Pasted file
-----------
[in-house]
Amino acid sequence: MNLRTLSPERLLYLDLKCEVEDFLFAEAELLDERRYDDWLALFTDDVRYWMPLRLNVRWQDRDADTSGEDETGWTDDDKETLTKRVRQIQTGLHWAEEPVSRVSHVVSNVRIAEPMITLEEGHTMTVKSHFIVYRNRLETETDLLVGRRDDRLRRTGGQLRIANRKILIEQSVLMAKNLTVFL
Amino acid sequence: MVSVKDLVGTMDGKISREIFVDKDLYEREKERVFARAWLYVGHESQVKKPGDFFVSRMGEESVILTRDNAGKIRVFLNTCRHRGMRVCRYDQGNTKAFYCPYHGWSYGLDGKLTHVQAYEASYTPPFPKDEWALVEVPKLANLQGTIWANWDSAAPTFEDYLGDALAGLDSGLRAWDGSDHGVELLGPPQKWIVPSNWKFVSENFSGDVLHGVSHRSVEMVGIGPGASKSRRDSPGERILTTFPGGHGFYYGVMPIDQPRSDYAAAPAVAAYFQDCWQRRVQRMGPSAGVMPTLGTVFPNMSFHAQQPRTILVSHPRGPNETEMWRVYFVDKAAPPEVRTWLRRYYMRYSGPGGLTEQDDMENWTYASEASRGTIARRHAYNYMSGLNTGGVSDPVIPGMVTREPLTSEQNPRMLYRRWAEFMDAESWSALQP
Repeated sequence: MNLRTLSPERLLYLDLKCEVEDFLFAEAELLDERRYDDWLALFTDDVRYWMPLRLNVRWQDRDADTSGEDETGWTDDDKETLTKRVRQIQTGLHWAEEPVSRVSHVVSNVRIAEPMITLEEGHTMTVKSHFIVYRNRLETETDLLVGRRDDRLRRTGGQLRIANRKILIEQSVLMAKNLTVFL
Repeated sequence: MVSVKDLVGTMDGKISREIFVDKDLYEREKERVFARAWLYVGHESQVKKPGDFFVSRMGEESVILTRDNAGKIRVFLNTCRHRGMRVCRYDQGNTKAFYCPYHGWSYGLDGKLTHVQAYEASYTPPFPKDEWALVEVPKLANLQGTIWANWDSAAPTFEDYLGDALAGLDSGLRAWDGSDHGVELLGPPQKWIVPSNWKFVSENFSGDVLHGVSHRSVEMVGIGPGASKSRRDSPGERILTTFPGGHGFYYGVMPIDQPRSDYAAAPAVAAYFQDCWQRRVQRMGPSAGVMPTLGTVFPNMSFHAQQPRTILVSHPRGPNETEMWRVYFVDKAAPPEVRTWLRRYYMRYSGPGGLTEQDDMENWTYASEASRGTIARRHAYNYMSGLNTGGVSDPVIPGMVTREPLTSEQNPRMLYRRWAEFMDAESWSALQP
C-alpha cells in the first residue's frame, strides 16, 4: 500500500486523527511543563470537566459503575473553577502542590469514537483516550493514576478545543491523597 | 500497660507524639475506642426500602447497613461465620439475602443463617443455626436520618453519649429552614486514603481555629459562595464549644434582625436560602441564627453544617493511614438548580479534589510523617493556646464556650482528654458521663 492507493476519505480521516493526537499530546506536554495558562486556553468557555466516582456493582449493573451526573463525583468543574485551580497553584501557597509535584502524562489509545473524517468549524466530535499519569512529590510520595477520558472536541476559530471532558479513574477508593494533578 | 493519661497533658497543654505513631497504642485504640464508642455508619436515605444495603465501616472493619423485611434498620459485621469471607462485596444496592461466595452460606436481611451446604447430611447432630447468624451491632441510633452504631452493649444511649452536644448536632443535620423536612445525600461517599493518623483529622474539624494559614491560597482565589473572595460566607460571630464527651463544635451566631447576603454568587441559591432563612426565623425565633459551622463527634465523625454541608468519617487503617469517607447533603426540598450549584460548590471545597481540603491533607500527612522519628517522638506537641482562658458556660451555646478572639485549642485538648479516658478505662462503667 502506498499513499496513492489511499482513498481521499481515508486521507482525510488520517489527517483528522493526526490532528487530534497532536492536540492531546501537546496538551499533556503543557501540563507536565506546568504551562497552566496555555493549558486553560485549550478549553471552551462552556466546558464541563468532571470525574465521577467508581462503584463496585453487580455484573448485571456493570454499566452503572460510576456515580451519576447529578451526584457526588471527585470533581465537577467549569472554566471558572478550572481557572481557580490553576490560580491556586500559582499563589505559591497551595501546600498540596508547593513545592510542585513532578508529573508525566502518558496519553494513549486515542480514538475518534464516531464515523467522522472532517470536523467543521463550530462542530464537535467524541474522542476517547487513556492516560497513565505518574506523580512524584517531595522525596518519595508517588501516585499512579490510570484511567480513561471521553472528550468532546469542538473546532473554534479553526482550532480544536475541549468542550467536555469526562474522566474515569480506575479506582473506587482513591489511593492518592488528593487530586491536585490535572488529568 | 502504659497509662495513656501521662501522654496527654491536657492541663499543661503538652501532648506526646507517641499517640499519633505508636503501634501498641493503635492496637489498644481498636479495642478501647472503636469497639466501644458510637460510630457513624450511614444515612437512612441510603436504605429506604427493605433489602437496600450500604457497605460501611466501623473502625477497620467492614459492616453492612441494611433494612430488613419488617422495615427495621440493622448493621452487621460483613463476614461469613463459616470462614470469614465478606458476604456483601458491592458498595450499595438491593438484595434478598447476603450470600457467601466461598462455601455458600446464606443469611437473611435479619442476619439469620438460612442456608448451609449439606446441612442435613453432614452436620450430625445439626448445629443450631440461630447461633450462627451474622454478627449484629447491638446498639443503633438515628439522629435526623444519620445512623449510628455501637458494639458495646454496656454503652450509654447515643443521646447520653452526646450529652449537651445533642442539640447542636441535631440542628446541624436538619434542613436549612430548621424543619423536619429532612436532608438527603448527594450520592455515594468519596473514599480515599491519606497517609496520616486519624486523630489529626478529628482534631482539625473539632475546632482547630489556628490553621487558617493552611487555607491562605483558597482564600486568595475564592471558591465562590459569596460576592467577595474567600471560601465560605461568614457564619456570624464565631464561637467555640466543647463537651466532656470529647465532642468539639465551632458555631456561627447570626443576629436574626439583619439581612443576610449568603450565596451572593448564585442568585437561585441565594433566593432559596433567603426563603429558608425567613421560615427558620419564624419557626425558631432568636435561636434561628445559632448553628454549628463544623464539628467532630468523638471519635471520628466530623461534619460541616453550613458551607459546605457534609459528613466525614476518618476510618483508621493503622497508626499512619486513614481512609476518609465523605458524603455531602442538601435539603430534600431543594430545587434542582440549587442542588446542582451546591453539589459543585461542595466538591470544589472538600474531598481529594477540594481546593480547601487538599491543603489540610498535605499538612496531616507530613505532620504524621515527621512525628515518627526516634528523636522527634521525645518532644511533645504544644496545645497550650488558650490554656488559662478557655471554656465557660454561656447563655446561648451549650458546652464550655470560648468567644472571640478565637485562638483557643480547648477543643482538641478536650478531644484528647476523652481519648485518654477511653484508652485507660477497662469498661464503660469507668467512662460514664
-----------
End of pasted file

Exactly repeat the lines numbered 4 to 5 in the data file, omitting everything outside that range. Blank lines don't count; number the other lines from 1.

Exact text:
Repeated sequence: MNLRTLSPERLLYLDLKCEVEDFLFAEAELLDERRYDDWLALFTDDVRYWMPLRLNVRWQDRDADTSGEDETGWTDDDKETLTKRVRQIQTGLHWAEEPVSRVSHVVSNVRIAEPMITLEEGHTMTVKSHFIVYRNRLETETDLLVGRRDDRLRRTGGQLRIANRKILIEQSVLMAKNLTVFL
Repeated sequence: MVSVKDLVGTMDGKISREIFVDKDLYEREKERVFARAWLYVGHESQVKKPGDFFVSRMGEESVILTRDNAGKIRVFLNTCRHRGMRVCRYDQGNTKAFYCPYHGWSYGLDGKLTHVQAYEASYTPPFPKDEWALVEVPKLANLQGTIWANWDSAAPTFEDYLGDALAGLDSGLRAWDGSDHGVELLGPPQKWIVPSNWKFVSENFSGDVLHGVSHRSVEMVGIGPGASKSRRDSPGERILTTFPGGHGFYYGVMPIDQPRSDYAAAPAVAAYFQDCWQRRVQRMGPSAGVMPTLGTVFPNMSFHAQQPRTILVSHPRGPNETEMWRVYFVDKAAPPEVRTWLRRYYMRYSGPGGLTEQDDMENWTYASEASRGTIARRHAYNYMSGLNTGGVSDPVIPGMVTREPLTSEQNPRMLYRRWAEFMDAESWSALQP